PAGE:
Multi-function sensors are another notable development. Instead of requiring two or more inputs to a PLC, these units can perform logic, timing, counting and other functions with a single device. “By reducing the I/Os on the PLC, you also reduce the lines of code that have to be written,” Pankiewicz points out.

Look, ma, no wires

Wireless sensing is the new frontier in industrial sensing, with reliability the caveat most often raised. Some believe reliability no longer is an impediment: power source is the bigger hurdle, particularly for active devices.

Nine years ago, Canada’s Sensor Wireless Inc., Charlottetown, PEI, introduced SmartSpud, the first in a series of wireless sensors that measure impact on a vegetable or packaged food product during processing. Those early devices relied on a C battery to transmit data to a device 20 ft. away, recalls Tom McDonald, senior product development technologist. Today, a cell similar to a digital camera’s battery powers the sensor and transmits results to a personal digital assistant up to 50 ft. away.

Four years ago, the firm’s technicians created their first sensor for monitoring impact levels on a bottling line. An exact replica of a client’s bottle was created and hollowed out, with sensors placed at the shoulder, heel and other impact points. Instead of storing data for later download, as a data logger would do, the device used radio frequency to provide real-time readings as the mock bottle made its way down the line. “By capturing acceleration impact at five points, bottlers can make preemptive changes to a line each time they lubricate or make some other change, instead of reacting to maintenance issues,” McDonald says.

Use of the ersatz bottles is taking off in the UK, thanks to a lightweighting campaign funded by the government and encouraged by major retailers, notably Tesco. The goal is to slash 65,000 tons of glass and 48,000 tons of related carbon emissions from the supply chain within two years by reducing the thickness of glass containers. Glass manufacturers specify the impact standard of their lightweighted bottles, Sensor Wireless technicians correlate the standard to G-force, and the mock bottles record what actually transpires when the bottles roll down a line.

Within 50 ft. of the replica bottle, 99.6%-99.7% of transmitted data is captured, says McDonald. “Nobody can guarantee 100% of the data, and that’s why there’s a lag in getting QA to convert from pen-and-paper data logging.” For process control, the gap is negligible and easily corrected by simply running the replica through the line again.

The next goal for Sensor Wireless is to incorporate GPS with their replica containers to relay data as product moves through the distribution system. They will be following in the path of firms such as Novazone Inc., a Livermore, CA, provider of ozone-based applications for food companies. Novazone recently launched PurFresh, a sensor-based system that adds measured amounts of ozone to a refrigerated truck or shipping container to slow ripening and kill mold and bacteria during produce transport. Sensors measure temperature, humidity, ozone levels and other factors and relay the data via LAN to a control unit built into the cover of the refrigeration unit, according to Michael Weber, Novazone’s vice president-engineering.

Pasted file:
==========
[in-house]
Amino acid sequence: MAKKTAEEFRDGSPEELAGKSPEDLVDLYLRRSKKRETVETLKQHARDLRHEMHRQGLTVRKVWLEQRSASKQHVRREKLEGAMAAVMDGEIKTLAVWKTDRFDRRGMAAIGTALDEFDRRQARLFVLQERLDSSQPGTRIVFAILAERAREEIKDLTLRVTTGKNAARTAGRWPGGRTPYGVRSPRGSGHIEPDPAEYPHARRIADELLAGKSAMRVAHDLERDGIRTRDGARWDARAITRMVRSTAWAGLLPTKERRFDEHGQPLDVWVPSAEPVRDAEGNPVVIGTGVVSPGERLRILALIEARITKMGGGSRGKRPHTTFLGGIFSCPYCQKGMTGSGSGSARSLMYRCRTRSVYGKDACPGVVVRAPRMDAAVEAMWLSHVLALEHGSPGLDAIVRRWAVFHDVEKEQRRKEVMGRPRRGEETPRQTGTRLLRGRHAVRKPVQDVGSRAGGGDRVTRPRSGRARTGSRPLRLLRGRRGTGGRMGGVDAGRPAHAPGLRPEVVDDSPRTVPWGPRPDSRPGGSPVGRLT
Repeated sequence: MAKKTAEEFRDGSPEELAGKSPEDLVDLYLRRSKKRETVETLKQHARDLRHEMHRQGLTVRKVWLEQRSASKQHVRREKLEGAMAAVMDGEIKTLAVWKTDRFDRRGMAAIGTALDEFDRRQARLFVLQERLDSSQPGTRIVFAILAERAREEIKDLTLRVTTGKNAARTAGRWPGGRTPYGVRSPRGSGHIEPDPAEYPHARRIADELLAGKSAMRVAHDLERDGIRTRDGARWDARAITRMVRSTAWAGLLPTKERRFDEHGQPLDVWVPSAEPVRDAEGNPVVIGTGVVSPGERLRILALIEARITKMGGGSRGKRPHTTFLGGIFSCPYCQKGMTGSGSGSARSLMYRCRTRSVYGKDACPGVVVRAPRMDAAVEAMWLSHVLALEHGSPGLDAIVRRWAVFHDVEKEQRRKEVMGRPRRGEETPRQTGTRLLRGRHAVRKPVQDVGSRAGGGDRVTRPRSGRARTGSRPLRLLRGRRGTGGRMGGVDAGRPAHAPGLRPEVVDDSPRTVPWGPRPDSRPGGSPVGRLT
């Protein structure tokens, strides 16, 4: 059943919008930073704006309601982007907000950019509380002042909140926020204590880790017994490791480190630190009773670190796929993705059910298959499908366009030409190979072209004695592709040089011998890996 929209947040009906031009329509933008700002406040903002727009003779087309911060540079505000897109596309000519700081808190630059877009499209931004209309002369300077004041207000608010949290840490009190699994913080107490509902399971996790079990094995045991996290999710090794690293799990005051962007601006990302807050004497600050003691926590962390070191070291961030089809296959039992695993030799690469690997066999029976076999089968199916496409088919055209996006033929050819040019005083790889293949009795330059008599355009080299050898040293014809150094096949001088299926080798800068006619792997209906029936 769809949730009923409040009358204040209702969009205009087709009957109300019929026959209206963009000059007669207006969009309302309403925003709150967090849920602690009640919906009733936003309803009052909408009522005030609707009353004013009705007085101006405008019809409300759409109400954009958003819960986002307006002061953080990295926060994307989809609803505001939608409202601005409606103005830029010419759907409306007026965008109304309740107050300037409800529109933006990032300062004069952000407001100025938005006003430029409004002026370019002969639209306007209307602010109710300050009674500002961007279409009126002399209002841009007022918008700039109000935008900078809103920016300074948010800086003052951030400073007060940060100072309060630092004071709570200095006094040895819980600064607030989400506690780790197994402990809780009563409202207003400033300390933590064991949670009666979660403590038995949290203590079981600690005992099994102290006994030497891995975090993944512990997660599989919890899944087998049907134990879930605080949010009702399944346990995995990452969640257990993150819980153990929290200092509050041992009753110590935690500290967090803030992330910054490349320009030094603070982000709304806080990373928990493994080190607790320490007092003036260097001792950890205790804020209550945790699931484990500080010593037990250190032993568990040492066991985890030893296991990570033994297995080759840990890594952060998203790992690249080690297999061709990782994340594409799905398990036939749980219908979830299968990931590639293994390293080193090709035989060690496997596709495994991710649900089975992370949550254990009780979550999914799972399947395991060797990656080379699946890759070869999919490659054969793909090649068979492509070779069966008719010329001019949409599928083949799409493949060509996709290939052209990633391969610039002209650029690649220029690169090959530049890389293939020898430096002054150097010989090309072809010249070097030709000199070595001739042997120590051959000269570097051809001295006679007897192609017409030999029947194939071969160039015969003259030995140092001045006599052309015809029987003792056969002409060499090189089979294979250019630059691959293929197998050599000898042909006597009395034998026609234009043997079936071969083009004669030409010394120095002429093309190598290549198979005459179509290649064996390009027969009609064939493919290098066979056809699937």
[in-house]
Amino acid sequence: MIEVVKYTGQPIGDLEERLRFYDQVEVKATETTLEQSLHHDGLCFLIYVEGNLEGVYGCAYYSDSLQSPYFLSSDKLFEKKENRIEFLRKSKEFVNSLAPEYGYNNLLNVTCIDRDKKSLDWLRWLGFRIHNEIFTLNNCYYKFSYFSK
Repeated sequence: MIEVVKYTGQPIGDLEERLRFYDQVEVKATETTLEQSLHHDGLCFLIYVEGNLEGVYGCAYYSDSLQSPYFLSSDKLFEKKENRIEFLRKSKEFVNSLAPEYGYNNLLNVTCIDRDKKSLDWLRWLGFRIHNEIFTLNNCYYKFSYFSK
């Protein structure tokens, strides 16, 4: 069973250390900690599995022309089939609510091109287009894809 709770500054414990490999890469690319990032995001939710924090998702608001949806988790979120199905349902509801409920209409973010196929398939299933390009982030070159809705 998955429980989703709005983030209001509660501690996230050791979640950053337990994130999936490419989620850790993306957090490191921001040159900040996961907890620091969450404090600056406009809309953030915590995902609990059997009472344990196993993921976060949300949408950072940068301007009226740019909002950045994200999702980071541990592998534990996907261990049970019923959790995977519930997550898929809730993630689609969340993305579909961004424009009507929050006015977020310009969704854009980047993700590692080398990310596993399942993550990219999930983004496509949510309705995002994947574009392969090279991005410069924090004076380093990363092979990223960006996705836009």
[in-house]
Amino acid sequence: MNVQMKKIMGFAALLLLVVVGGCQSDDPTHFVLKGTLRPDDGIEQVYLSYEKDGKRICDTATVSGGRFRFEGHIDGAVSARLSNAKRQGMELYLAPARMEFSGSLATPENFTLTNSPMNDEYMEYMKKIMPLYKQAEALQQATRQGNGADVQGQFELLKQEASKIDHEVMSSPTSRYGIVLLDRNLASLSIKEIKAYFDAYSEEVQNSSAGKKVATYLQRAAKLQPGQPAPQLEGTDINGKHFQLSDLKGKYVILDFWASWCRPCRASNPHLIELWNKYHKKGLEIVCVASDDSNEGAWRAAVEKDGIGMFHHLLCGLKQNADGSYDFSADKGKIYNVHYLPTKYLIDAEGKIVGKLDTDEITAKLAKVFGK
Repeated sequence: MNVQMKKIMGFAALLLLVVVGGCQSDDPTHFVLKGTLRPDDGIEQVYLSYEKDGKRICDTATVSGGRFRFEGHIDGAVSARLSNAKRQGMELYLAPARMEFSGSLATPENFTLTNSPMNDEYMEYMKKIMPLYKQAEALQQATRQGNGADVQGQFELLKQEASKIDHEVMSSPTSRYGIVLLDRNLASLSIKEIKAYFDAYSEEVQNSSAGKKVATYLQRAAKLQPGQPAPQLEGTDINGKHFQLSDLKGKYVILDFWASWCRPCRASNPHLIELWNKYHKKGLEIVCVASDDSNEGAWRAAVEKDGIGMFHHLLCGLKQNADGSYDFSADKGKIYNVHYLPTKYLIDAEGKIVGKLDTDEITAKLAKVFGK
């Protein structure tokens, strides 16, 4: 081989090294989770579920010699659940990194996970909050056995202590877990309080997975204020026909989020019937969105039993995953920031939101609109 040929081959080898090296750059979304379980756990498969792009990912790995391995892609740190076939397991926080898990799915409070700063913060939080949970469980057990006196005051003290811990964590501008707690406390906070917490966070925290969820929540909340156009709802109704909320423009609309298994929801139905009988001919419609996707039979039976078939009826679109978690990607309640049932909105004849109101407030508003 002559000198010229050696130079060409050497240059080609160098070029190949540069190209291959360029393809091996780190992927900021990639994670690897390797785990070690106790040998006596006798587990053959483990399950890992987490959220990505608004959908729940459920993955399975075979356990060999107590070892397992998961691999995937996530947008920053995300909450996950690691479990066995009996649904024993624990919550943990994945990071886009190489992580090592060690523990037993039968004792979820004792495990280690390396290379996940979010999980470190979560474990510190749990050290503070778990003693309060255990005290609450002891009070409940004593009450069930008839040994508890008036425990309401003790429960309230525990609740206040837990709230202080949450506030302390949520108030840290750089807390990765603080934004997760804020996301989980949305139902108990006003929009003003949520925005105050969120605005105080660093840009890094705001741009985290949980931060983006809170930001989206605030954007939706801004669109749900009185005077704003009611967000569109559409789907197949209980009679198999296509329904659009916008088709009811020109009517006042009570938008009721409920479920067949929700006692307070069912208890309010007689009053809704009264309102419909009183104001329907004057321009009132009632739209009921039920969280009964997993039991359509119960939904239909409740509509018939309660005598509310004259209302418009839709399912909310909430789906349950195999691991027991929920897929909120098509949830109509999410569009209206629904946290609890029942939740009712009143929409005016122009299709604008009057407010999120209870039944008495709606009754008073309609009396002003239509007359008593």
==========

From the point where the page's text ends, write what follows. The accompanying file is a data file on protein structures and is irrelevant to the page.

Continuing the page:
“Reliability of the sensor network was a concern; there are lots of home networks available, but in an industrial environment, even cell phone reception or BlueTooth can be spotty,” says Weber. Novazone selected a time synchronized mesh protocol from Dust Networks to provide redundant data networking (see sidebar on page 87). “In a refrigerated container, power is not an issue,” Weber adds, making reliability the top design consideration.

Sensors embedded in the cover of a refrigeration unit regulate the dispersion of ozone to minimize produce spoilage during trucking and oceanic shipping. Source: Novazone Inc.

Nanoscale sensing

Biosensors have had an up and down relationship in food, mostly down. A recent example is Advanced Biosensors Inc., a Hunt Valley, MD, venture that introduced engineered biosensors that emitted light from a calcium sensitive, bioluminescent molecule when a specific pathogen attached itself to the biosensor (“A better germ-detecting mousetrap,” Food Engineering, May 2005). B-lympocytes to detect E. coli, Lysteria and other organisms were developed to deliver reliable results and few false positives in a matter of hours, not days as with conventional biodetection cultures.

Advanced Biosensors targeted the food industry when its biosensor technology was rolling out commercially two years ago, but recently the company has shifted to anthrax detection and other biohazards. “There doesn’t seem to be much impetus to do wholesale food testing,” says Rick Thomas, vice president-business development. Advanced Biosensors recently “made the strategic decision to move away from the food area and move toward defense and biotech,” he says.